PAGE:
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Photo © Alan Lee
Alan Lee
ALAN LEE
Artist Guest of Honour

WE ARE DELIGHTED to announce that Academy Award and World Fantasy Award-winning illustrator ALAN LEE will be our Artist Guest of Honour at World Fantasy Convention 2013.

Alan Lee was born in Middlesex, England in 1947. He studied at the Ealing School of Art and went on the become a commercial artist, contributing work to a wide variety of projects, including dozens of paperback book covers. During this period his paintings appeared on such titles as a 1971 edition of The Importance of Being Ernest, reissues of The Fontana Book of Great Ghost Stories edited by Robert Aickman and R. Chetwynd-Hayes, The Golden Book of the Mysterious, and the first (and only) volume of Corgi's proposed Masters of Horror series: William Hope Hodgson.

It was already obvious from his delicate watercolour images that the artist was inspired by the great turn-of-the-century Romantic illustrators, such as Arthur Rackham, Edmund Dulac and Charles Robinson.

Masters of Horror: William Hope Hodgson
The Fontana Book of Great Ghost Stories #11
The Fontana Book of Great Ghost Stories #14
The 17th Pan Book of Horror Stories
The Nightmare Reader
Lavondyss
Brokedown Palace
The Diary of a Madman and other tales of horror

After moving to a small village on the edge of Dartmoor, in Devon, in the mid-1970s, Alan Lee shared a studio with Brian Froud and together they created the groundbreaking illustrated book Faeries (1978), which was later turned into an animated movie. The success of this picture book gave Alan Lee the freedom to spend several years bringing the Celtic myth of The Mabinogion to life, and Dragon's Dream eventually published the lovingly-crafted result in 1982. Two years later he published Castles, written by David Day, which along with his subtle watercolour paintings also included numerous pencil drawings and studies. In 1983, a boxed portfolio entitled The Drawings of Alan Lee included eight of these drawings. It was issued in a signed and numbered edition of just 750 copies.

Iron Tower Trilogy
Iron Tower Trilogy
Iron Tower Trilogy
The Times Anthology of Ghost Stories

During this period, Alan Lee continued illustrating paperback covers for publishers on both sides of the Atlantic, including Dennis L. McKiernan's Iron Tower trilogy, Ursula K. Le Guin's The Eye of the Heron and Orsinian Tales, Robert Holdstock's Lavondyss, and Steven Brust's Brokedown Palace. In collaboration with Richard Seymour, the artist also created the illustrations for Michael Palin's The Mirrorstone (1986), the first book to contain multiple 3-D holographic images.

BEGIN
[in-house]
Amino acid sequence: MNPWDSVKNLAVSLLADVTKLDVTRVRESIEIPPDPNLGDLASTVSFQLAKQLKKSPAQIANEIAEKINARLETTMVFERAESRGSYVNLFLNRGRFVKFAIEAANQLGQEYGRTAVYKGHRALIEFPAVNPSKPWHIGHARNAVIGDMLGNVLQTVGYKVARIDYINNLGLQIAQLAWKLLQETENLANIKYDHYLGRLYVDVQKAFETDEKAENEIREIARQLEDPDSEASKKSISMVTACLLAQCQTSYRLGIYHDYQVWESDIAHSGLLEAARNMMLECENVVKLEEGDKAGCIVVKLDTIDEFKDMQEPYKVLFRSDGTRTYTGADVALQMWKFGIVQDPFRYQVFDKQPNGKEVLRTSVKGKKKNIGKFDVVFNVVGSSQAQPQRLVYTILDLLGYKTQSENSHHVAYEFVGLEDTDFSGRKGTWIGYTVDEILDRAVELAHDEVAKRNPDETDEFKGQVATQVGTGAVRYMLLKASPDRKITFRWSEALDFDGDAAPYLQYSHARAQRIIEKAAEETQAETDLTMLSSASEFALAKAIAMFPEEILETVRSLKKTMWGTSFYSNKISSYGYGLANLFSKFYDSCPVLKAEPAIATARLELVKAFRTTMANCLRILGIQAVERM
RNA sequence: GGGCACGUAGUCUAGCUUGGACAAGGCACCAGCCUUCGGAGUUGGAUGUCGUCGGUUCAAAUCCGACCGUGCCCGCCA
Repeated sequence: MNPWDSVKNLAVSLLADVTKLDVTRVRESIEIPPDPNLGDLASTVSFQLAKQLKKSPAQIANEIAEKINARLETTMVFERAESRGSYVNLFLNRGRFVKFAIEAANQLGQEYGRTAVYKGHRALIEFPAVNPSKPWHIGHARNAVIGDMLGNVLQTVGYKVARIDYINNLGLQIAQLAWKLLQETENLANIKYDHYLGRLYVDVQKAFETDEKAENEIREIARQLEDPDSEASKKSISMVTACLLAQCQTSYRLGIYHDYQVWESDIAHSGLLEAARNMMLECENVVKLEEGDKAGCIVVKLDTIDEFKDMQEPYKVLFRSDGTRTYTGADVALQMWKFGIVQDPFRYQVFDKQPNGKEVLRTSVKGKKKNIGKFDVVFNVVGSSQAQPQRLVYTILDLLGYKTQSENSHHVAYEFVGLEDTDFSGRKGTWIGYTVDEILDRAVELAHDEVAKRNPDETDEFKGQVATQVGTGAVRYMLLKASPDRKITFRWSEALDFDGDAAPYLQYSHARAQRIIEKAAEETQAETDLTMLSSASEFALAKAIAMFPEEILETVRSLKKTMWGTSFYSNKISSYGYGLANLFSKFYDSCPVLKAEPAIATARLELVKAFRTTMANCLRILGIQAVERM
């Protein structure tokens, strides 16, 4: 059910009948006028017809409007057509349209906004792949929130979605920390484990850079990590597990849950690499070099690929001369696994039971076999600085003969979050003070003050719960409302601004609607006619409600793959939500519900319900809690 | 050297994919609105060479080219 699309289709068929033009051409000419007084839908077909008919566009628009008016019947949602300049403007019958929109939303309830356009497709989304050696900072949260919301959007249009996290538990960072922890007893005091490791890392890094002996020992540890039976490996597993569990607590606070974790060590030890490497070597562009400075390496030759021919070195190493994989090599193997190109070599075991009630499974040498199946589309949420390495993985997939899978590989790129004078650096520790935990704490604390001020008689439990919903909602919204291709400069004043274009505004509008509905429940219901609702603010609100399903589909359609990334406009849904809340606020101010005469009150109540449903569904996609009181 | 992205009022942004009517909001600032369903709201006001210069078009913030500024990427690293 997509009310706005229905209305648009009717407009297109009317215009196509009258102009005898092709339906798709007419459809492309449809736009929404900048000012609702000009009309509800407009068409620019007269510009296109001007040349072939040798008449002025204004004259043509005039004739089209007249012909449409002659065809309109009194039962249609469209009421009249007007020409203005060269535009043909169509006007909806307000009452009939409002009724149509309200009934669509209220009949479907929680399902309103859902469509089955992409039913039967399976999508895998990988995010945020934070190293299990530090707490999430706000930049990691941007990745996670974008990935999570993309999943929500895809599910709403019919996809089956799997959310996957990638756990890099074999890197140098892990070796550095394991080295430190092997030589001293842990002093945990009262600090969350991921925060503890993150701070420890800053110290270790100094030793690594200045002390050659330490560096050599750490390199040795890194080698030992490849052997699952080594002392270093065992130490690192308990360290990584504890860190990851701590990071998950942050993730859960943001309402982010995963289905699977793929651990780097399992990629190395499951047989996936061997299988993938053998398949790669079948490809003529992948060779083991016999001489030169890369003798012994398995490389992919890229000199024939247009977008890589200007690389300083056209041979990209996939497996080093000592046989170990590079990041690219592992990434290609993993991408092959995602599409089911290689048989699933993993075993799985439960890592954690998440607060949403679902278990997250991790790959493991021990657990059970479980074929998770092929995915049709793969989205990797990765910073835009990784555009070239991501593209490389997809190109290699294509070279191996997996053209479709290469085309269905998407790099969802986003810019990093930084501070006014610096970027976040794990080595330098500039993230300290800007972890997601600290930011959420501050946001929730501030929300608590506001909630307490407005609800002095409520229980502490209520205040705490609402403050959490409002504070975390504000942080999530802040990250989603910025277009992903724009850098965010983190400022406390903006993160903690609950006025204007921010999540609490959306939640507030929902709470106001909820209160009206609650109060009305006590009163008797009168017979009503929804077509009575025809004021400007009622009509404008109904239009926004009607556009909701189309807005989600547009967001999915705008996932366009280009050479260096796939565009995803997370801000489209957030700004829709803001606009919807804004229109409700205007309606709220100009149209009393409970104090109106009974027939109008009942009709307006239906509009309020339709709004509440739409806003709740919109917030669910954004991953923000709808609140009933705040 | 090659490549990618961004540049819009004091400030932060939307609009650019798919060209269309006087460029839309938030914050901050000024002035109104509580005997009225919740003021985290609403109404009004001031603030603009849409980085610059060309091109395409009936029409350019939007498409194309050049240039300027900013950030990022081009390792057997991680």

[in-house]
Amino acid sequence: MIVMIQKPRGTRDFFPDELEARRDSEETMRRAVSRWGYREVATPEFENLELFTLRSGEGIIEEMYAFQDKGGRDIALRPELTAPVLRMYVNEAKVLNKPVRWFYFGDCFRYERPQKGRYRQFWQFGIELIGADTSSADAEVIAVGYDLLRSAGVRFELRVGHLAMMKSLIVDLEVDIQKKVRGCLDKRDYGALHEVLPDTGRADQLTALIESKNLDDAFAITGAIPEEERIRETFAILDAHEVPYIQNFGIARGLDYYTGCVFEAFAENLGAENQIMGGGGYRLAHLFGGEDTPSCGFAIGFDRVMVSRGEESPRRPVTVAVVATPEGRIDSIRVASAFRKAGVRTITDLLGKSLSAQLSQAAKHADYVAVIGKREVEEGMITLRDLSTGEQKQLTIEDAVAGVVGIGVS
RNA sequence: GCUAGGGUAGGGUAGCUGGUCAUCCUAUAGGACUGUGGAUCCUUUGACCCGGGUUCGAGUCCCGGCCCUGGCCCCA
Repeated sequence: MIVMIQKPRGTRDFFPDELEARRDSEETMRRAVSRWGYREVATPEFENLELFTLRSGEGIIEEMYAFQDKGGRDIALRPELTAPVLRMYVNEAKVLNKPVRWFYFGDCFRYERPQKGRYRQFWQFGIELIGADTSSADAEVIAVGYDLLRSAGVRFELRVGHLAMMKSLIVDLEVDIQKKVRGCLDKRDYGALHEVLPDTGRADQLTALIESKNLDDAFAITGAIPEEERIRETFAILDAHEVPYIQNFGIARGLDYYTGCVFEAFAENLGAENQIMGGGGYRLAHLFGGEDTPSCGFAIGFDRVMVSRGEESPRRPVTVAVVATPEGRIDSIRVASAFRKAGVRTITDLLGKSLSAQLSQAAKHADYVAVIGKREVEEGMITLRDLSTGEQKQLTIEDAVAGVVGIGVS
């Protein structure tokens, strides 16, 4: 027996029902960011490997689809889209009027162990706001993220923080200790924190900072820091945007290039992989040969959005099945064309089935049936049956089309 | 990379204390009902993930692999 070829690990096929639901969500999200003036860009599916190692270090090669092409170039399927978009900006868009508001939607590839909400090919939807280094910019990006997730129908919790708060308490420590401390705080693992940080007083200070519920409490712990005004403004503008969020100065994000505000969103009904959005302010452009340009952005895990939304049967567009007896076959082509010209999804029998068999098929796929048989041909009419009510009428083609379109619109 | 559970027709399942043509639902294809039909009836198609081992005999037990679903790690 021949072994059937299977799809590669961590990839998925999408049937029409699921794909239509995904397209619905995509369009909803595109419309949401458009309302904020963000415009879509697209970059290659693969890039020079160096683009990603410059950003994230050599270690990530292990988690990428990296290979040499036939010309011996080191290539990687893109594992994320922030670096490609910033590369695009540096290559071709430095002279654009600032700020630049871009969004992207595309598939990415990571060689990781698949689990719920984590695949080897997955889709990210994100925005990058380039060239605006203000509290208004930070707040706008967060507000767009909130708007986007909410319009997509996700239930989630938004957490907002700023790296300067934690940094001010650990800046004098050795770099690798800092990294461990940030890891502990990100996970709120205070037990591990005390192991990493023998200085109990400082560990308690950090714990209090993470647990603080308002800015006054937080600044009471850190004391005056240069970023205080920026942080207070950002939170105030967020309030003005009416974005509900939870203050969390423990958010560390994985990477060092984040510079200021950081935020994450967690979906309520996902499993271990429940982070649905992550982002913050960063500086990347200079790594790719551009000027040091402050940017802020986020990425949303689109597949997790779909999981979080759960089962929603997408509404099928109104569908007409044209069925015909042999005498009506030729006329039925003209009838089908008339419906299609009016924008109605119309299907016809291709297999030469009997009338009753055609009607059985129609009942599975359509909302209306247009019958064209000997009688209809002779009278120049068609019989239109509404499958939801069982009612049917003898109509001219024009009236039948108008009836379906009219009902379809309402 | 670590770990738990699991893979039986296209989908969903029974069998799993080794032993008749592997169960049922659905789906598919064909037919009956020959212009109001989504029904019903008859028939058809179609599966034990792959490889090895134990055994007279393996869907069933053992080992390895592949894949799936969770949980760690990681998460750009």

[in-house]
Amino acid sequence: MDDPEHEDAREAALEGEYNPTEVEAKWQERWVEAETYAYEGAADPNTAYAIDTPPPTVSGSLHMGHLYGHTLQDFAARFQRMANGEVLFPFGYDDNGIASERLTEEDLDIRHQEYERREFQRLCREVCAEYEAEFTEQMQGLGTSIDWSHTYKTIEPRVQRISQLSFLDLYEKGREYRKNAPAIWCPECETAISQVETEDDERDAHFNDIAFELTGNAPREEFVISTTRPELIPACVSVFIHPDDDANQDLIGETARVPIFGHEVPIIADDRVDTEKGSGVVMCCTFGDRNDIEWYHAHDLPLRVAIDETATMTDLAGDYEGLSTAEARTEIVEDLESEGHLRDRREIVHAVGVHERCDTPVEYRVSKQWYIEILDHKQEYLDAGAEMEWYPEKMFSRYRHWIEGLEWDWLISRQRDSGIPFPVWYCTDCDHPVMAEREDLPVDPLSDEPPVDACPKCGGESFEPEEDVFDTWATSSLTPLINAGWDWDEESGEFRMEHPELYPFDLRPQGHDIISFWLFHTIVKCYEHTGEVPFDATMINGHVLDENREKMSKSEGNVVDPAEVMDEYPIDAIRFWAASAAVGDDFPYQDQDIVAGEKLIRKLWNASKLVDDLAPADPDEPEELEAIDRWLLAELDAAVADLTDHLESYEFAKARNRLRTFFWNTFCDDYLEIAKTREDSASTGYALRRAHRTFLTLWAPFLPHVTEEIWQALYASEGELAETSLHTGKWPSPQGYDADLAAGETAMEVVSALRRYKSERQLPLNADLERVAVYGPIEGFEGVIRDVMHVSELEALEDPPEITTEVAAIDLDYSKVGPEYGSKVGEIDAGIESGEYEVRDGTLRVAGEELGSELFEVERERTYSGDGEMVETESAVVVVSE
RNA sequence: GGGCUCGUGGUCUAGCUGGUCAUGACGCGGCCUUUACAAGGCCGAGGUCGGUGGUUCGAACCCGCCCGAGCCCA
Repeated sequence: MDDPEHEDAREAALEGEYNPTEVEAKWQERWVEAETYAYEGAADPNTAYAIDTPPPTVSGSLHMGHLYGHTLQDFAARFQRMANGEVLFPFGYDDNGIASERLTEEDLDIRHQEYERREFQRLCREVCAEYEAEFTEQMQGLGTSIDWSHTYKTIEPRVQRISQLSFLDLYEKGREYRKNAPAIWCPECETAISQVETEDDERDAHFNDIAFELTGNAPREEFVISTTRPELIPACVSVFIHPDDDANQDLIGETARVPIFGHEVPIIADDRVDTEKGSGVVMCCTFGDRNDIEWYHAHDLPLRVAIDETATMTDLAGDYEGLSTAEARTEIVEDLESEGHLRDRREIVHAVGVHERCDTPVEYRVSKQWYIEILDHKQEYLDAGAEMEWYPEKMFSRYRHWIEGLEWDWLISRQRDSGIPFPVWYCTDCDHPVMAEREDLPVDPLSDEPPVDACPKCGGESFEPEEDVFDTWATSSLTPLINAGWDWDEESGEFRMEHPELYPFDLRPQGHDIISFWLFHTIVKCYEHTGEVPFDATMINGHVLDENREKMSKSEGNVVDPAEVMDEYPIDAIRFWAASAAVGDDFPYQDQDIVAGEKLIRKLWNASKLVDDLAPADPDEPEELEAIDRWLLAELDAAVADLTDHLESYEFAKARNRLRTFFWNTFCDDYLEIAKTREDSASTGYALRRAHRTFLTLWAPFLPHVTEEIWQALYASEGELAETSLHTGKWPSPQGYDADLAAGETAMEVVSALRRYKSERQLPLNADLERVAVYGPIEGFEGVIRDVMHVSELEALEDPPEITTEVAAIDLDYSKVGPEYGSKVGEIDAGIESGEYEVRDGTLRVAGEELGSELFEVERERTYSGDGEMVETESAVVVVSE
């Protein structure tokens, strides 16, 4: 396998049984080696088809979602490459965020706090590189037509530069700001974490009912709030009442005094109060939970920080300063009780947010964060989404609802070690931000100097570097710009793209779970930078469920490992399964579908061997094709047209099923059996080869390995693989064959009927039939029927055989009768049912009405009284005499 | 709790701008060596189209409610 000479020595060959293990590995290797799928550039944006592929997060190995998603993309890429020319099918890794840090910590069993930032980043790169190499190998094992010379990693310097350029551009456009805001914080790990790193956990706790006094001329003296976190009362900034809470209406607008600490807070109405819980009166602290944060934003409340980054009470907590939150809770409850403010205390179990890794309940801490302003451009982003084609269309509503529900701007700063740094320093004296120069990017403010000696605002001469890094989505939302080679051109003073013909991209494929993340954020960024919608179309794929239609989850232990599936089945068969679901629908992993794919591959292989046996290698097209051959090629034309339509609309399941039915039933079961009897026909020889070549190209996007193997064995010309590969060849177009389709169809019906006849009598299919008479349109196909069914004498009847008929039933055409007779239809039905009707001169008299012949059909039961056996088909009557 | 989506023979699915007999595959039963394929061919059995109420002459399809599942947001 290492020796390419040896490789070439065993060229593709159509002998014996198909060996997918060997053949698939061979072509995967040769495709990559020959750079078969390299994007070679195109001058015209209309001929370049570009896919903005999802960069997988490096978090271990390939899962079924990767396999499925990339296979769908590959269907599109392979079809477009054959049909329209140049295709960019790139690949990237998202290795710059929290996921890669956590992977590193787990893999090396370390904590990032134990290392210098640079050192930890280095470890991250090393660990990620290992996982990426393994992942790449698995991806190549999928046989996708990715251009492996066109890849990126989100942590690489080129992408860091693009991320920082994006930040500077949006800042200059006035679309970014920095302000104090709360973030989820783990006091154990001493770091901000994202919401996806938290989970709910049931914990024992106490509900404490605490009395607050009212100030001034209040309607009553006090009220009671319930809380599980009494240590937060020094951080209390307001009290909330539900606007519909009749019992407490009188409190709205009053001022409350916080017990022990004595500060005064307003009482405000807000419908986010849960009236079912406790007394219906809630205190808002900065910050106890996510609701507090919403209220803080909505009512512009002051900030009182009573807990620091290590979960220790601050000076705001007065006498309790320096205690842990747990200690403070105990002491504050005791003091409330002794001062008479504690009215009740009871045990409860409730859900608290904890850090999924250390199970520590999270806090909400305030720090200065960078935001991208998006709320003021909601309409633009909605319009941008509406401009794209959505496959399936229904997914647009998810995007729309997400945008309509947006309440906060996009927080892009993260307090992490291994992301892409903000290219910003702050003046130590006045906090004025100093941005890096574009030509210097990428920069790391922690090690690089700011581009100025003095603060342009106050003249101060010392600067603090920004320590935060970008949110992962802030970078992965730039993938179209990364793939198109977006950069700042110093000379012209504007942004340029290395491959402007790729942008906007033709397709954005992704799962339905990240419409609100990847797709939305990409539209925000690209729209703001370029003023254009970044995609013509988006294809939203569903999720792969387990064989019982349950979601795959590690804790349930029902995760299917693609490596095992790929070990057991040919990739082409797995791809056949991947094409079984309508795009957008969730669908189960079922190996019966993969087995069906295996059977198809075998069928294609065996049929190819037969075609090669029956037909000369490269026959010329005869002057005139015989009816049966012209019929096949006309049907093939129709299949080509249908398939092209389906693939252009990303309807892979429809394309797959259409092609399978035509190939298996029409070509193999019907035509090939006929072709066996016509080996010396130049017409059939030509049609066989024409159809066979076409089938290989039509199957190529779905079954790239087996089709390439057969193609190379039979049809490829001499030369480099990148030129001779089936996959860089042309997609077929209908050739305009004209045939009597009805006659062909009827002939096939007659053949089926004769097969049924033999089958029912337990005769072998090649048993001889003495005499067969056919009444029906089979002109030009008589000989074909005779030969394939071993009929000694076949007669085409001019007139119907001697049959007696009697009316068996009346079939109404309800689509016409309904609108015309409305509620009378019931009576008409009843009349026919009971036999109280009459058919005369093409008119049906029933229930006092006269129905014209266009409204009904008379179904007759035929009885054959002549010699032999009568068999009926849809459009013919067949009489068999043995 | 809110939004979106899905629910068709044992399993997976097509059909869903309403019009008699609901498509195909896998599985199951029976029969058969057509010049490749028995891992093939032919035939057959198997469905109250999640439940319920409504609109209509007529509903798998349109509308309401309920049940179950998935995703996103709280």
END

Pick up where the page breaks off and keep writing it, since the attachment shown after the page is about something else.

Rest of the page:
Titania



Following the publication of The Moon's Revenge by Joan Aiken and the exquisite Merlin Dreams by Peter Dickinson, Alan Lee began his association with perhaps the greatest fantasy author of all time, illustrating the 1,200-page centenary edition of J.R.R. Tolkien's The Lord of the Rings (boasting fifty full-colour plates). From this point on, artist and author became inextricably linked through collaborations on Tolkien's World: Paintings of Middle-Earth, the 1993 J.R.R. Tolkien Calendar (and many subsequent editions), Realms of Tolkien: Images of Middle-Earth, a new edition of The Hobbit, The Children of Húrin and Tales from the Perilous Realm.

The Moon's Revenge
Merlin Dreams
The Mabinogion
The Mabinogion

After illustrating David Day's non-fiction study Tolkien's Ring, Alan Lee illustrated Black Ships Before Troy and The Wanderings of Odysseus, Rosemary Sutcliff's retellings of the Iliad and the Odyssey. The artist's work for Black Ships Before Troy received the prestigious Kate Greenaway Award in 1993 for distinguished work in the illustration of children's books in the UK. In 1998 he won the World Fantasy Award for Best Artist.

Alan Lee has also enjoyed an equally successful career as a conceptual designer for movies, and his credits include Legend, Erik the Viking, the Jane Yolen-scripted Merlin and the Dragons, King Kong (2005), and the 1998 TV mini-series Merlin.





As a result of his work on the 100th anniversary edition of the books, director Peter Jackson contacted Alan Lee to work on his acclaimed cinematic trilogy of The Lord of the Rings: The Fellowship of the Ring, The Two Towers and The Return of the King. After being nominated for The Two Towers the year before, in 2004 Alan Lee shared the Oscar for Best Art Direction-Set Decoration with art director Grant Major and set decorator Dan Hennah for their work on The Return of the King. The Lord of the Rings Sketchbook is a portfolio of his conceptual artwork for all three films.


Trailer for The Hobbit

The Hobbit The artist is currently based in New Zealand, where he is working again with Jackson on the eagerly-anticipated prequels The Hobbit: An Unexpected Journey and The Hobbit: There and Back Again.

"I'm very flattered to be asked to be Artist Guest of Honour," says Alan Lee, "and happy to accept the invitation. "I'm meant to be finishing on The Hobbit movies some time this year, so I should be back in the UK. My work on the The Lord of the Rings films went on for six years beyond what I was originally anticipating, but even if I am still involved I can arrange my annual trip back to England to coincide with the convention. I look forward to seeing everyone in 2013!"

Prints of Alan Lee's work are available from: www.artistsuk.co.uk/acatalog/ALAN_LEE_PRINTS_AND_POSTERS.html.
 

 
 
 

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